What Should We Make of the Malala Issue?

What Should We Make of the Malala Issue? October 24, 2013

Editor’s note: Malala Yousafzai has been extensively covered in media lately, and several MMW writers wanted to weigh in on the way she is being portrayed. This is the final post about her; see also Amina’s and Nicole’s posts from earlier this week.

Malala Yousafzai has figured in MMW’s posts since the Taliban attempted to kill her due to her activism, which was discussed by Merium last yearIn another post, guest contributor Ossob described the difficulties that Malala’s figure posed not only to images of silent Muslim women, but also to narratives of imperialism. Today, these narratives permeate the news.

Malala Yousafzai – Via CBC.ca

In the past few weeks, Malala was granted honorary citizenship in Canada. She was also nominated for the Nobel Prize (which she did not win), and has been recently awarded the Basavashree award in India. Malala also had the chance to meet Barak Obama and discuss drone attacks. These developments have led Aljazeera to describe her as a “feminist.”

For a few weeks now I have been pondering the “Malala issue,” but I could not pinpoint what was bothering me about media coverage on her. Fortunately, in the past few days I have discovered I am not alone in my discomfort with portrayals of Malala. The issue is not Malala’s work per se. Her activism for girl’s education is empowering and important, but her image has become associated with the politics of “the West vs. Islam” since her attack. Malala in now portrayed as a star, a heroine of women’s rights and a symbol of everything that is wrong with “radical” Islam. At the same time she has been made into the “brown-next-door-girl” through her love of Twilight and American TV shows.  But is Malala all those things?

Malala featured in Time Magazine as the runner-up for person of the year.-Via Poynter.org

Supporters of Malala’s stardom in the Western world see her as the missing link between Islam and the West. On one hand, some sources report that conservatives have accused Malala of fabricating her attack to seek Western support. On the other, authors like  Fouad Ajami see Malala as the path to Islamic modernity. Likewise, Aanya Niaz argues that Pakistan has not been able to support Malala, and other activists, but she sees opportunities within the Western world and she says:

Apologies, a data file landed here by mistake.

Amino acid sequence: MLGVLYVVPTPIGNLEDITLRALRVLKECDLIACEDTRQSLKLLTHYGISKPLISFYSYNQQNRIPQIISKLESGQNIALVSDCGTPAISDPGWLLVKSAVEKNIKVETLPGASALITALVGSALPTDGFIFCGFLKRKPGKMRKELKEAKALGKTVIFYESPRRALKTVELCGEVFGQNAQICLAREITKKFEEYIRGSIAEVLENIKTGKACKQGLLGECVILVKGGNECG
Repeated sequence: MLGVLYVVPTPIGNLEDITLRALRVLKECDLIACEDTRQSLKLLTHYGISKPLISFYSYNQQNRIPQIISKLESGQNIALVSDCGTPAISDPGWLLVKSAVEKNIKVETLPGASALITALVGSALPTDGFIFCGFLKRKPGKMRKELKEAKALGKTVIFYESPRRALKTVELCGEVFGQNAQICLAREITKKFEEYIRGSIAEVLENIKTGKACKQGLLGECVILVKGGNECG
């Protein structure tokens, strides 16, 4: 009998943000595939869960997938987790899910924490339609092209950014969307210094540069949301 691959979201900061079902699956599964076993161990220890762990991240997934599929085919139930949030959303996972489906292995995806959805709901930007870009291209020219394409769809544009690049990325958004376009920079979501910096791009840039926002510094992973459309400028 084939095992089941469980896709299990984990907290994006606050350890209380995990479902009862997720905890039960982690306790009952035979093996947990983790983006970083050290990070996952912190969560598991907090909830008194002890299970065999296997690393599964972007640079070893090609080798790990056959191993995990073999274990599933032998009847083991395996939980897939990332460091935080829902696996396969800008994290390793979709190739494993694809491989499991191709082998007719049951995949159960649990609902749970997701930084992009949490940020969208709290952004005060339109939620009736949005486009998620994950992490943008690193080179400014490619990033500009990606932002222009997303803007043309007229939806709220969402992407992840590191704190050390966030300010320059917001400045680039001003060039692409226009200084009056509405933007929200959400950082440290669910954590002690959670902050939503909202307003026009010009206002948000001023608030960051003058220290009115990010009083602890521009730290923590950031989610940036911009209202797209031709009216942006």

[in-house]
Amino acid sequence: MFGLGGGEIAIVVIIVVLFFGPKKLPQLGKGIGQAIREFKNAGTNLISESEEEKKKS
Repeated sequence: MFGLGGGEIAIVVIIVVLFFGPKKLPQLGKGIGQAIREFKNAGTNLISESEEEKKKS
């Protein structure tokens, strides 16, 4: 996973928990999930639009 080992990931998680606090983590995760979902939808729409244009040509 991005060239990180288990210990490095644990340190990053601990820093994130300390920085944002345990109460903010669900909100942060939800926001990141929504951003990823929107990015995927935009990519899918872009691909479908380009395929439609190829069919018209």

“Rather than bashing the “developed” world’s efforts, albeit nuanced in its’ hospitality, perhaps we can turn this into an opportunity to point towards the million other Malalas and ask the UN, the elected peace-keeping force, and the Western world, to finally invest in something other than plain-yogurt foreign aid?”

Being the skeptic that I am, I can’t help but wonder why Malala is receiving all this attention. Without taking away from her work, Malala Yousaizaf is not the only child activist in Pakistan. Hina Khan, another young activist,  was actually threatened by the Taliban a few weeks after Malala was attacked. Children around the world campaign for a number of causes. One can visit the International Children’s Peace Prize website to see those kids who have been recognized for their efforts since 2005, but who have not received even a fraction of the attention given to Malala.

While Assed Baig believes that Malala has become a tool of the West to justify their interventions in other countries, Taufiq Rahim contested this argument by saying that oppression comes from within Muslim countries as well. For Cristina Maza, in a recent piece for PolicyMic, the lack of inquiry into the Western agenda in promoting Malala is problematic. A similarly interesting opinion piece published in the Edmonton Journal by a fellow university classmate resonated a lot with me. In another piece, Mustafa Farooq argues that Malala’s image is challenging because it completely ignores the fact that education in Pakistan or lack thereof has a lot to do with international policy and conflict rather than just the Taliban. In other words, it ignores the Western role in war and military conflict.

As these articles suggest, Malala can be seen through many lenses; many of which she would likely not identify with. I truly believe that we have all made out of Malala what we want. Omid Safi recently wrote “How To Keep Malala from Being Appropriated: 5 points on Malala, Obama, and Jon Stewart,” in which he warns against making Malala something she is not, and he suggests, instead, learning to redefine justice in a holistic way.

Yet, Malala has already being appropriated. We see her as a feminist, as a Muslim champion, as a “brown” heroine and as a fighter against Western enemies. Her image has been appropriated not only by much of the mainstream media in the Western world but also by many Muslims. Her portrayals show the deep need to mediate Western and Muslim guilt and complexes over gender relations, patriarchy, imperialism and the extent to which we are truly concerned with children rights.

But what is left at the end?

One question that has received little attention is what is next for Malala? The hype will come to an end and the prizes will eventually stop. Western media sources will find their next star and concerns about women’s education in Pakistan will fade. Will Malala continue to pursue activism? Or will she pursue higher education in a context where she can expand her horizons?

By imposing roles on Malala we are not doing anyone any favours. And while today we want to see her as the “buffer” that mediates between Western blame and Muslim guilt over religious extremism, we need to wonder if it is ethical to place such a responsibility on any activist.


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